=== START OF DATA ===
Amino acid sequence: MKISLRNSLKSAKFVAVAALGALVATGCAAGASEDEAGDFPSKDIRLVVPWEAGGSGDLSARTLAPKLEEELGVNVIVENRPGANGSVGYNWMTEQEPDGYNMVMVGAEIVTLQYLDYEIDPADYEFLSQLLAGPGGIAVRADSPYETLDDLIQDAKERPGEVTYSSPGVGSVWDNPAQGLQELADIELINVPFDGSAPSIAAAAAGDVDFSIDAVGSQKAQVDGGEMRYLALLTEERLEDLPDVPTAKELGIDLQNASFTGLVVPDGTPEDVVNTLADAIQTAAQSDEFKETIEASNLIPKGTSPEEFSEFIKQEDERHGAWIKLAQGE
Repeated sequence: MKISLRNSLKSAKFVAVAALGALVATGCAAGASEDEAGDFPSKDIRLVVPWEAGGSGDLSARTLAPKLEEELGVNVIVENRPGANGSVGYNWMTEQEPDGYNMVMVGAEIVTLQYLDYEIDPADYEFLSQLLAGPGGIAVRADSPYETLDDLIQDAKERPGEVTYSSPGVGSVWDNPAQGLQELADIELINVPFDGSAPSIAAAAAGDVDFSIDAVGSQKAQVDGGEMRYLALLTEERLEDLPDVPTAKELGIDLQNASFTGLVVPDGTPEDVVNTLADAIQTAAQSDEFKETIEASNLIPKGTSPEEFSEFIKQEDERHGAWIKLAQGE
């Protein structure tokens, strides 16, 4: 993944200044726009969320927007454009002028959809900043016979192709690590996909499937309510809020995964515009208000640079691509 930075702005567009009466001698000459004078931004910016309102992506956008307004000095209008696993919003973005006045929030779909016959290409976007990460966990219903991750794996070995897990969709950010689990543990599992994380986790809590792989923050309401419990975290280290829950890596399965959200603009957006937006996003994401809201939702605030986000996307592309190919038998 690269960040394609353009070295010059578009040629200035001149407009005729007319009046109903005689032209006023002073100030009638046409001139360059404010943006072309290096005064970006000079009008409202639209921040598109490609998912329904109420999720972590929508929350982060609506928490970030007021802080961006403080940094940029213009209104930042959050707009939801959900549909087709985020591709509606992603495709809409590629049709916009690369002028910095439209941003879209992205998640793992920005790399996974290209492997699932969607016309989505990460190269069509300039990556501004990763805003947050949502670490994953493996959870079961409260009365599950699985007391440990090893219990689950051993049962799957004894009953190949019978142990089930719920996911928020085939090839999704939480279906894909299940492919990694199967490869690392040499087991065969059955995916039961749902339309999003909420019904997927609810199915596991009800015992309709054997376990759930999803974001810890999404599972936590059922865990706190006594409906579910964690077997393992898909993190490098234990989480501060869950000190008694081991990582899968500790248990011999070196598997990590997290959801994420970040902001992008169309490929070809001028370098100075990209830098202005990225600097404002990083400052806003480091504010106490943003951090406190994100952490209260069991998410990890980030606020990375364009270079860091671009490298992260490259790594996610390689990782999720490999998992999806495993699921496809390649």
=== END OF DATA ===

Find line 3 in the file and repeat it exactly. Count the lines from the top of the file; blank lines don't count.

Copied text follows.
């Protein structure tokens, strides 16, 4: 993944200044726009969320927007454009002028959809900043016979192709690590996909499937309510809020995964515009208000640079691509 930075702005567009009466001698000459004078931004910016309102992506956008307004000095209008696993919003973005006045929030779909016959290409976007990460966990219903991750794996070995897990969709950010689990543990599992994380986790809590792989923050309401419990975290280290829950890596399965959200603009957006937006996003994401809201939702605030986000996307592309190919038998 690269960040394609353009070295010059578009040629200035001149407009005729007319009046109903005689032209006023002073100030009638046409001139360059404010943006072309290096005064970006000079009008409202639209921040598109490609998912329904109420999720972590929508929350982060609506928490970030007021802080961006403080940094940029213009209104930042959050707009939801959900549909087709985020591709509606992603495709809409590629049709916009690369002028910095439209941003879209992205998640793992920005790399996974290209492997699932969607016309989505990460190269069509300039990556501004990763805003947050949502670490994953493996959870079961409260009365599950699985007391440990090893219990689950051993049962799957004894009953190949019978142990089930719920996911928020085939090839999704939480279906894909299940492919990694199967490869690392040499087991065969059955995916039961749902339309999003909420019904997927609810199915596991009800015992309709054997376990759930999803974001810890999404599972936590059922865990706190006594409906579910964690077997393992898909993190490098234990989480501060869950000190008694081991990582899968500790248990011999070196598997990590997290959801994420970040902001992008169309490929070809001028370098100075990209830098202005990225600097404002990083400052806003480091504010106490943003951090406190994100952490209260069991998410990890980030606020990375364009270079860091671009490298992260490259790594996610390689990782999720490999998992999806495993699921496809390649």